Sunday, February 14, 2016

Margaret Talbot's 2005 profile of Antonin Scalia

After I heard the news yesterday that Antonin Scalia had passed away, I immediately thought of Margaret Talbot's 2005 profile of the Justice for the New Yorker. It was one of the first pieces of profile journalism that I ever really loved: smart, vivid, and simultaneously respectful and critical. This was before William Rehnquist died, before O'Connor, Souter, and Stevens retired, before D.C. v. HellerCitizens United, and Obergefell v. Hodges—and reading it now really is like stepping into a time machine. There are some remarks that seem prescient:
Over the years, Scalia has become an increasingly frustrated and unheeded voice. For those who helped to pick him for the Court, his failure to persuade his brethren has been a big disappointment. Douglas Kmiec, a former Reagan Administration official who worked on judicial appointments, says, “Sometimes one wishes that Justice Scalia’s computer came with a delayed ‘Send’ button, so he could read some of his footnotes the next morning and see if they were worth the carnage.” His champions did not take into account that charm does not make a consensus-builder out of a person who doesn’t particularly value consensus.
Her characterization of Scalia's style as a writer has stayed in my memory for more than a decade—in particular, the part here about the Peace of Westphalia:


[quoting Scalia in Planned Parenthood v. Casey:] "But to portray Roe as the statesmanlike “settlement” of a divisive issue, a jurisprudential Peace of Westphalia that is worth preserving, is nothing less than Orwellian. Roe fanned into life an issue that has inflamed our national politics in general, and has obscured with its smoke the selection of Justices to this Court, in particular, ever since. And by keeping us in the abortion-umpiring business, it is the perpetuation of that disruption rather than of any Pax Roeana that the Court’s new majority decrees." 
In stressing the need to cling to Roe “under fire” and in the face of “great opposition,” the Court’s position smacked of “czarist arrogance,” Scalia railed. “We have no Cossacks, but at least we can stubbornly refuse to abandon an erroneous opinion that we might otherwise change.” He even insinuated that the majority opinion smacked of fascism, projecting nothing less than a “Nietzschean vision of us unelected, life-tenured judges, leading a Volk.”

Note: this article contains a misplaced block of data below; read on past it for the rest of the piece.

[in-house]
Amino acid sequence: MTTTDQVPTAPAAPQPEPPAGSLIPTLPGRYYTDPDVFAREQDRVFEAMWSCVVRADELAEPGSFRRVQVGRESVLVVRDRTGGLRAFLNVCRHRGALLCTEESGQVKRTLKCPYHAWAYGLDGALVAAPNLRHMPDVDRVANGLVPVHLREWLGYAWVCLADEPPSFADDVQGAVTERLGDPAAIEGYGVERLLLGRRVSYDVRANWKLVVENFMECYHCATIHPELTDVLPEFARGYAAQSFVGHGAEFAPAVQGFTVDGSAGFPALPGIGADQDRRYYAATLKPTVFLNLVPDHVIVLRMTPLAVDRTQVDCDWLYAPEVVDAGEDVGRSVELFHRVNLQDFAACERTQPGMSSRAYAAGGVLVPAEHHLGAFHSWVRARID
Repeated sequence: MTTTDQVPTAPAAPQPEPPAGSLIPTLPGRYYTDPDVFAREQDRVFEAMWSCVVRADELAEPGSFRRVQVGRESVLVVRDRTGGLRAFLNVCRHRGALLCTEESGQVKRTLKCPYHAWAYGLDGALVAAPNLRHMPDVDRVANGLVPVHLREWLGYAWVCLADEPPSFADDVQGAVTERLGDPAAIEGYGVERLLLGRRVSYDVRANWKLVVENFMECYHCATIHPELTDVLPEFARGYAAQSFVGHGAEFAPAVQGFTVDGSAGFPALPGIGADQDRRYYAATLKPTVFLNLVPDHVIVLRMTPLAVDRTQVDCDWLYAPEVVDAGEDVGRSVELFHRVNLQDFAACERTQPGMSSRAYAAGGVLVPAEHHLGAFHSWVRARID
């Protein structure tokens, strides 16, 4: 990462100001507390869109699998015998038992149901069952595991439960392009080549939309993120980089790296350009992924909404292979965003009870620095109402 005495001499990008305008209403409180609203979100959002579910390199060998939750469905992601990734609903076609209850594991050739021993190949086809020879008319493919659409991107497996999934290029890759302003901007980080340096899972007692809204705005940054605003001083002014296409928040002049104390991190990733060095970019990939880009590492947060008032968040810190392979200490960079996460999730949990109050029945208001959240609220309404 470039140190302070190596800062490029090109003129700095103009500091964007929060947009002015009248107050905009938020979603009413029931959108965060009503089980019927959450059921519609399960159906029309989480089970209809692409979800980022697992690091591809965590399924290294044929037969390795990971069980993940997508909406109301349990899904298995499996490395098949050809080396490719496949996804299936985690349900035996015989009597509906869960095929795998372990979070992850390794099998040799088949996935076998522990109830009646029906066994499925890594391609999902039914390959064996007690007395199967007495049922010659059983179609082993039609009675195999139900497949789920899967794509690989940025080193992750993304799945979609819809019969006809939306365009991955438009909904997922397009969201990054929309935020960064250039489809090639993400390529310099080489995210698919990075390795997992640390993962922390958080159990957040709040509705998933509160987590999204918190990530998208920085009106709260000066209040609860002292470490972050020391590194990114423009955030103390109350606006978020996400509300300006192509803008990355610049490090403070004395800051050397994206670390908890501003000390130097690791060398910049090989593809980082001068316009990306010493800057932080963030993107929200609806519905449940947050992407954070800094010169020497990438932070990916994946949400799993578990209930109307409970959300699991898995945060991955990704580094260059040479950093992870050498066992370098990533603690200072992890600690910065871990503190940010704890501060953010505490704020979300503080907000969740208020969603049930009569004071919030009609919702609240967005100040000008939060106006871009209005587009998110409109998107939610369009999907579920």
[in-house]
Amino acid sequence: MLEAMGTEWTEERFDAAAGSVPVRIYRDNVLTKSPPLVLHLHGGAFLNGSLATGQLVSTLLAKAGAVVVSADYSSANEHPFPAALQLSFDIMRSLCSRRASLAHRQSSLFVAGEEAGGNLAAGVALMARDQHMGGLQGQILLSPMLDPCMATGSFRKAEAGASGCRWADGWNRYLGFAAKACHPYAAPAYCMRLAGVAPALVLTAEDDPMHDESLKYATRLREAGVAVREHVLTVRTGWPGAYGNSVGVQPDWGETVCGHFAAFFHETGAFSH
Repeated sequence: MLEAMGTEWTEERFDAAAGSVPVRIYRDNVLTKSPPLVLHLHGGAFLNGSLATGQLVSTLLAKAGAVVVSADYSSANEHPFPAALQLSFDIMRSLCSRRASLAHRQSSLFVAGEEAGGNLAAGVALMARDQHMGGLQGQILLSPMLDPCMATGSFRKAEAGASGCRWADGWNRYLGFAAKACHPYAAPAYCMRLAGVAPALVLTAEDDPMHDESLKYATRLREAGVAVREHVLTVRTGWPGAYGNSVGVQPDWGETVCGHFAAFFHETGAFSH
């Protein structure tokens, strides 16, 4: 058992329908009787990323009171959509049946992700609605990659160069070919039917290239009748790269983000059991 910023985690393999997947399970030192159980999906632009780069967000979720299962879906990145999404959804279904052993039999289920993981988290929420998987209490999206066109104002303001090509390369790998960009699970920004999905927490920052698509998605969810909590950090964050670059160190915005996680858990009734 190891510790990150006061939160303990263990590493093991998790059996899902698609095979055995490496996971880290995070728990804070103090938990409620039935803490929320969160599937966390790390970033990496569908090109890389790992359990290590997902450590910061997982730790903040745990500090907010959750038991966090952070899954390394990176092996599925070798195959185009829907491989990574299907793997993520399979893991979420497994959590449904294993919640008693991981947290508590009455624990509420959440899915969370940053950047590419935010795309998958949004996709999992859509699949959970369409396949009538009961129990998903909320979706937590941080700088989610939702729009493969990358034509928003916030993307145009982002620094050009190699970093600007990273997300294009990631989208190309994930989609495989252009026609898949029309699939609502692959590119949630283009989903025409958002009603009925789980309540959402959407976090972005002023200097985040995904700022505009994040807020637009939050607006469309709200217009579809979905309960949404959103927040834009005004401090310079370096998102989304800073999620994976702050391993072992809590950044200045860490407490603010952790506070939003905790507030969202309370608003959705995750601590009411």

Scalia has a distinctive writing style—lucid, sarcastic, peppered with hyperbolic analogies (Cossacks, Nietzsche), offhand historical references (Peace of Westphalia), belittling dismissals of the majority opinion (“ludicrous,” “preposterous,” “appalling”), and occasional allusions—not too specific or up to date—to popular culture.
But other remarks seem odd, if comprehensible, now, as when Talbot speculates that then-President Bush might elevate Scalia to Chief Justice on the retirement of William Rehnquist. Still, it is remarkable that Talbot's profile is just as compelling to read now as it was then.


Back then, when I was fourteen, it was the glamor and the intellectual sophistication of the judiciary and the Supreme Court in particular that fired my imagination. Now that I realize I'm unlikely to ever go to law school, but spend increasing amounts of time writing, it's Talbot's ease, conviction, and insight here—as well as the exemplar of what old-fashioned reportorial detachment can support, as opposed to the kind of profile that inserts the reporter as a first-person narrator ("I am sitting on a Monday morning when Justice Kennedy walks in...") or the practiced proximity offered by Larissa MacFarquhar-like application of free indirect speech to the subject's words.

It's all the more impressive now, because there are three or four visions of Scalia jostling for attention in the wake of the Justice's passing, and Talbot manages to capture nearly all of them. There is Scalia as affable colleague; Scalia as cantankerous and dismissive; Scalia as genius, endowed with formidable intelligence that demands respect even from his greatest adversaries; and last of all, the Scalia who will go down in history for those opinions, majority and dissenting, many of which have happened since 2005—opposed to gay marriage and equal pay on the basis of separation of powers, and opposed to the D.C. handgun ban, campaign finance limits, and the Roe decision through highly particular originalist readings of what constitutes Constitutionally protected rights. Scalia always said his views on the law forced him to make decisions that he didn't himself like. But in the end, so many of his readings on the most consequential and visible cases lined up so neatly with his own political beliefs about what the world should look like that—if he was correct—it is remarkable that the law itself should agree with him so often. 

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